It’s not uncommon for people in today’s society to be tired. The demands on our time seem to be never ending. However, there’s a difference between being tired from being on the go all of the time and the feeling of extreme fatigue.
“I feel like there’s a tight band around my head.” “My head feels like it’s blowing up like a balloon.” “I have a constant pressure headache.” “I feel like my head is being pulled apart between the eyes.”
In post-concussion syndrome (PCS), a patient with a mild traumatic brain injury (mTBI) experiences persistent symptoms from the injury. The symptoms might last months, years, or even decades after the event if left untreated.
Whenever we hold a new patient consultation, we discuss the medicine and supplements that patient has been taking for concussion symptoms. We see a variety of medications for concussion that doctors throughout the U.S. and Europe are prescribing. We also see if they’ve been helping or hindering our patients.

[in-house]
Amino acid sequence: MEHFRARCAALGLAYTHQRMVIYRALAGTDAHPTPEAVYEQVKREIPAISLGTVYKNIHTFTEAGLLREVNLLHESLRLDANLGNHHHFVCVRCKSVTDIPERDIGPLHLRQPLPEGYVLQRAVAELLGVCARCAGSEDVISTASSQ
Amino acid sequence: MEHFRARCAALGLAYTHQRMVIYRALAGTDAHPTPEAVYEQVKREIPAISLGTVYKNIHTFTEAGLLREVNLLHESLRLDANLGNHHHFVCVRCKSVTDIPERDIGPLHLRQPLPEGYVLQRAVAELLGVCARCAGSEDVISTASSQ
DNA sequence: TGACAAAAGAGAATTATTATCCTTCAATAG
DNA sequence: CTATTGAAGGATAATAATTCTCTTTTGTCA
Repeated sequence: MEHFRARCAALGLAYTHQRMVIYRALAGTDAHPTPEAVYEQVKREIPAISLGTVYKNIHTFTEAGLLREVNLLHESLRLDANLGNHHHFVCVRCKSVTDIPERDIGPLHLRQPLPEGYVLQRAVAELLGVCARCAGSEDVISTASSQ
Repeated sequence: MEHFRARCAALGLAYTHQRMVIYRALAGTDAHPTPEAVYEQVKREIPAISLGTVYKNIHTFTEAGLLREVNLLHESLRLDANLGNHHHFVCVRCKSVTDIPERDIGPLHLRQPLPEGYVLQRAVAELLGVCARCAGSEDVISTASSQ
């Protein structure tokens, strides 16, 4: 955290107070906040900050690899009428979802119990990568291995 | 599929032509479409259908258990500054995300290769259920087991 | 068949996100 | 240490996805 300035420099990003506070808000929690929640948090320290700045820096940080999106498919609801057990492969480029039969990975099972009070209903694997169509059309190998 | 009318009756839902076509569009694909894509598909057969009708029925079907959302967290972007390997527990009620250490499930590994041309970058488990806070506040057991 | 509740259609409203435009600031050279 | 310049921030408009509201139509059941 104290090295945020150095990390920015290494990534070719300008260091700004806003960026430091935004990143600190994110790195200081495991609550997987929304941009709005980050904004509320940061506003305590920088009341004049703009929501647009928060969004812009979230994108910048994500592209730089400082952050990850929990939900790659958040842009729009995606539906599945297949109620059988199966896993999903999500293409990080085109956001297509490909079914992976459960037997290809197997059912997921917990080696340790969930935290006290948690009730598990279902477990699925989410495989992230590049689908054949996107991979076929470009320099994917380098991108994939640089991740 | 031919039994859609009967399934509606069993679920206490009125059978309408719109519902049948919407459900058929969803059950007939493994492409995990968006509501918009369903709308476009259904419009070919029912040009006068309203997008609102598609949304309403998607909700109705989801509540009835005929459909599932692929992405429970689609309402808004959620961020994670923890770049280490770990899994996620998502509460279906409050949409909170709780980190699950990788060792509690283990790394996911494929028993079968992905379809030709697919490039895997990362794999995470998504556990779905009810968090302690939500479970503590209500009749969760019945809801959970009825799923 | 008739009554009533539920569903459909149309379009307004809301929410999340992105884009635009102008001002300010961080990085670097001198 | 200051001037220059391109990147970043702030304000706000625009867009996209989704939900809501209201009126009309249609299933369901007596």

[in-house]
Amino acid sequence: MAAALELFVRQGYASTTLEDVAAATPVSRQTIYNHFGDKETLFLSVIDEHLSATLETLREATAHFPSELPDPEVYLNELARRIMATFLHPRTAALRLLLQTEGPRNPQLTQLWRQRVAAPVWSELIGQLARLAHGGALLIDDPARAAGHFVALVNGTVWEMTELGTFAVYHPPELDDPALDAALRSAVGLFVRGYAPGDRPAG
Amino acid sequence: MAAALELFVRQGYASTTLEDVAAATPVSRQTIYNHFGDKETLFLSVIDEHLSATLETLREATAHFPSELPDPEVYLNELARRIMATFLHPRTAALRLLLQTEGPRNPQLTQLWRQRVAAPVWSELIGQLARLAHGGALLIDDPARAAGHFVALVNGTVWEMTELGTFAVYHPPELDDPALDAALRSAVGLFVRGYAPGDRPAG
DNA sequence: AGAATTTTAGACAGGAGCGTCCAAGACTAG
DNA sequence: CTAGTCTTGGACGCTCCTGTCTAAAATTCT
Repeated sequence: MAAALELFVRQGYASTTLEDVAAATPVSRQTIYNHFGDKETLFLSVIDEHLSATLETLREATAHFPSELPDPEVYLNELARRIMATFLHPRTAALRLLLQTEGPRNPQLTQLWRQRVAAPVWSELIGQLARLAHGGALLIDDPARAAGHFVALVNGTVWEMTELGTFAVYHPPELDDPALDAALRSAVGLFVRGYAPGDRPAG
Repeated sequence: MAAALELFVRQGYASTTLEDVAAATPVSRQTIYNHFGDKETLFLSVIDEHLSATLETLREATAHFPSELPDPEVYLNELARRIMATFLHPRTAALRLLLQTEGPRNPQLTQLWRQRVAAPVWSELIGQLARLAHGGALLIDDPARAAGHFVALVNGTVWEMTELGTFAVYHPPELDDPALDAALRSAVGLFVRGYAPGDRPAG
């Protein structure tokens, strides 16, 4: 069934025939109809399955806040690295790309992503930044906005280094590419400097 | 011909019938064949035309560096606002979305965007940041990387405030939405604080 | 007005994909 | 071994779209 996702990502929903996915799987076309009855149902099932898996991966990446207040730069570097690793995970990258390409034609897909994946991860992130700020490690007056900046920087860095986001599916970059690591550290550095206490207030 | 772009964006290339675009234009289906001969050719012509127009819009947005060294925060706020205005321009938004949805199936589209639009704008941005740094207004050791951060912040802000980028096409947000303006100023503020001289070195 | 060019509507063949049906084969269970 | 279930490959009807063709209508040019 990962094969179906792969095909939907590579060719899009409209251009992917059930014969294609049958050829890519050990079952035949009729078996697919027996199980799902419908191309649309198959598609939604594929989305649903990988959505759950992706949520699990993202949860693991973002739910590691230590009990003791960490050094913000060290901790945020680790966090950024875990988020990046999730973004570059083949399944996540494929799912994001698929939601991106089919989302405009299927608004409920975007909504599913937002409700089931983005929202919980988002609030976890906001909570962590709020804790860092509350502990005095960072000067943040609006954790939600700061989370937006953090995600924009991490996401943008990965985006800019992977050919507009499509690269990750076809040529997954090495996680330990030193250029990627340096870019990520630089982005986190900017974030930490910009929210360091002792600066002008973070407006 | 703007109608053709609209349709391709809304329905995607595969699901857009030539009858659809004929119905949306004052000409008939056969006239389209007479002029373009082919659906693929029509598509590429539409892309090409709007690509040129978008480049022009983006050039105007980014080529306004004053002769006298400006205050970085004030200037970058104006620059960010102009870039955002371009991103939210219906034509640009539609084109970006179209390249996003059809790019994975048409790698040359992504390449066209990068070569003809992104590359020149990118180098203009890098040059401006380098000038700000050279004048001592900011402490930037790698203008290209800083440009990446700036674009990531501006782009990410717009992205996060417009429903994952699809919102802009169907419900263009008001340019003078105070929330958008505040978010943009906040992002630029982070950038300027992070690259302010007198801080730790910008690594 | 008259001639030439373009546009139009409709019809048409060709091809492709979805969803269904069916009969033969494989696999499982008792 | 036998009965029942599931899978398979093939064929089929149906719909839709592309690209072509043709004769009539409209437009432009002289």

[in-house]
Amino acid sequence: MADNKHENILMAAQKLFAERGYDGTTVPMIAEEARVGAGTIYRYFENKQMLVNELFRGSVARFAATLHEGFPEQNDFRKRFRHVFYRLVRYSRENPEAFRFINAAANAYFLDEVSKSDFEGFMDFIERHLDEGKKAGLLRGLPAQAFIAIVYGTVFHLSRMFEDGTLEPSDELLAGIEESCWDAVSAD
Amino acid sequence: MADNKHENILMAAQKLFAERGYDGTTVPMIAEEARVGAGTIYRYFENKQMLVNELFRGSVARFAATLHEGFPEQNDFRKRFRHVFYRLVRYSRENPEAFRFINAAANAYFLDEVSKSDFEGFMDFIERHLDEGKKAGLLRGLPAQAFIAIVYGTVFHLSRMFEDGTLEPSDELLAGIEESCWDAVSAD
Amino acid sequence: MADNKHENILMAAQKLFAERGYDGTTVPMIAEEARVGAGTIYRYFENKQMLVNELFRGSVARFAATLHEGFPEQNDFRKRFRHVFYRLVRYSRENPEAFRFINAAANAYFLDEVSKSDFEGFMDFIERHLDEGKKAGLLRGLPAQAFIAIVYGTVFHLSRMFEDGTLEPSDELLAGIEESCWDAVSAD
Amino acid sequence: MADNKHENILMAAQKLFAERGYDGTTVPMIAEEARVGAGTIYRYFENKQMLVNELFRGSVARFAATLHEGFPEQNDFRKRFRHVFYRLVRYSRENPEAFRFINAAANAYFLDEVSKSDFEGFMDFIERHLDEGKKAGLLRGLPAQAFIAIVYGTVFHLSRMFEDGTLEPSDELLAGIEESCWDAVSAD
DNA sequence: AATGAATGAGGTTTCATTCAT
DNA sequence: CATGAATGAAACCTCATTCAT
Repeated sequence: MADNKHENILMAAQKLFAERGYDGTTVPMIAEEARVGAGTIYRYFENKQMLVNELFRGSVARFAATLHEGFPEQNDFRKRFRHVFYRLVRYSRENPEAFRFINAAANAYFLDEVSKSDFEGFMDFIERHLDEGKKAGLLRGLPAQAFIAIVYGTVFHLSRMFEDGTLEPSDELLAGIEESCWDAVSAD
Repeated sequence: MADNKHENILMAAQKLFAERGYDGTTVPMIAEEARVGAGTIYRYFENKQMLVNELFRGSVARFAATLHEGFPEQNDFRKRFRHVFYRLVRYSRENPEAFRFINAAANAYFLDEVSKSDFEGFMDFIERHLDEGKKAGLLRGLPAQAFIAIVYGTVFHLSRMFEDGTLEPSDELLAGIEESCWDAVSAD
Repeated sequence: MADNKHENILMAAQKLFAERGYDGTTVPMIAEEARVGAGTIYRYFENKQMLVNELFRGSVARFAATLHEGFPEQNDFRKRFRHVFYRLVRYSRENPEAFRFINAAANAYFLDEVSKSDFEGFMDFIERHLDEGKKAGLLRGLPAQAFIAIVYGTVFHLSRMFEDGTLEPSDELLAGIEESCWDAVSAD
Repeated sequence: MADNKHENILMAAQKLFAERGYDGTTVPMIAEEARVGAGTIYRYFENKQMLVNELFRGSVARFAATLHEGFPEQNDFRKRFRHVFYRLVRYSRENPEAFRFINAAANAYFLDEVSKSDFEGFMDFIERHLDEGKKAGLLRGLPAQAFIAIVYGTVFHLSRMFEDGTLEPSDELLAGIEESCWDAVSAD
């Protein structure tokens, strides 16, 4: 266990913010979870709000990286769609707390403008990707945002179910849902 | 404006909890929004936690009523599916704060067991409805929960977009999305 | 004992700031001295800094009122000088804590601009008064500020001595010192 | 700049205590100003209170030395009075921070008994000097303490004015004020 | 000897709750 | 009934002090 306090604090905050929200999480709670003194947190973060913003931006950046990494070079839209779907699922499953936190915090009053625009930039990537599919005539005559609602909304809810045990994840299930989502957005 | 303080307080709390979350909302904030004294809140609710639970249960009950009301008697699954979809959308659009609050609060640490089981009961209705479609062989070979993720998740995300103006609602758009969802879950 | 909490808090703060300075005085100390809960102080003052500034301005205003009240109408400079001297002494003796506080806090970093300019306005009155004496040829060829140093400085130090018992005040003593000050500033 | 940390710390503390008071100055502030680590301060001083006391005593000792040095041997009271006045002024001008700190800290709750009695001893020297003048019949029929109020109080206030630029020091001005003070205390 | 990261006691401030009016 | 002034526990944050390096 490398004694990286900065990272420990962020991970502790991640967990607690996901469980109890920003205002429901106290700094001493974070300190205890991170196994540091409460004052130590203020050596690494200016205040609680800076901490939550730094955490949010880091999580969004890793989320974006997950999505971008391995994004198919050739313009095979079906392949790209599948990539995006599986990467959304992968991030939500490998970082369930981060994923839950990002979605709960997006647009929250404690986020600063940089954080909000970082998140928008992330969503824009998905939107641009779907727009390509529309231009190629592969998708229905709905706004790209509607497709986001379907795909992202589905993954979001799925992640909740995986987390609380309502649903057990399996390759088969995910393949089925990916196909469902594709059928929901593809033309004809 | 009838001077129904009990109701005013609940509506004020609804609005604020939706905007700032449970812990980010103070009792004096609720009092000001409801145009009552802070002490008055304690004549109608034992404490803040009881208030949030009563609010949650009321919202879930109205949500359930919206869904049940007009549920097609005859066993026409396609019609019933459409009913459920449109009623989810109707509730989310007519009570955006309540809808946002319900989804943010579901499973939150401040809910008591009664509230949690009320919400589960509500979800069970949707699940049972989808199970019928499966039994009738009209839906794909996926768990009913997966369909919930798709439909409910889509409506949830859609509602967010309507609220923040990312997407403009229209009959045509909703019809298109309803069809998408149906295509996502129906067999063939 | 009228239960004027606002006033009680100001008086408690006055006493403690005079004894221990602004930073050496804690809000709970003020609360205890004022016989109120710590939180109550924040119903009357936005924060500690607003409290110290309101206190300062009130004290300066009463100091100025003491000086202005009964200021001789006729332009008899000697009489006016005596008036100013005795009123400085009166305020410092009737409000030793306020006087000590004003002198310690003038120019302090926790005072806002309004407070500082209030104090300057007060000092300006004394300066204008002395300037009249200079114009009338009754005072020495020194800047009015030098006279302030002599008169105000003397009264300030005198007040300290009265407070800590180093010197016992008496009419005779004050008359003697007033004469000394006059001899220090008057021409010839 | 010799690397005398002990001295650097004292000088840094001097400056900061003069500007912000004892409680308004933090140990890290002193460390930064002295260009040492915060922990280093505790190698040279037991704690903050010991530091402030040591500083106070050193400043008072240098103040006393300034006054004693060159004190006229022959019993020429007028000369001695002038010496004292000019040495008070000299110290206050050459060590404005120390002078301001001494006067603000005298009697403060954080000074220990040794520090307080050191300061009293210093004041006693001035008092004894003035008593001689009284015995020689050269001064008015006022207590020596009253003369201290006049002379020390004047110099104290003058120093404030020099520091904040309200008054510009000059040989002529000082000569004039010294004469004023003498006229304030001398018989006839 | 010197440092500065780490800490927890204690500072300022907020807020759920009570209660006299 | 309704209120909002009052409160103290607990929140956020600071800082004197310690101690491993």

After a brain injury, survivors and family members often describe having difficulty adjusting to life’s changes and losses. Survivors oftentimes face post-injury challenges that make can recovery difficult. They may have trouble paying attention, communicating, or having the energy to complete day to day tasks. Going to doctor’s appointments, handling financial issues and coping with conflict within the family can seem to take up all of their time. To make matters worse, having trouble with handling stress and easily feeling overwhelmed are quite common for survivors.
Neuroplasticity, from a clinician’s view, is the ability of the brain to change and heal itself. From a scientific perspective, neuroplasticity is the brain's ability to affect the synaptic transmission of information in response to external stimuli.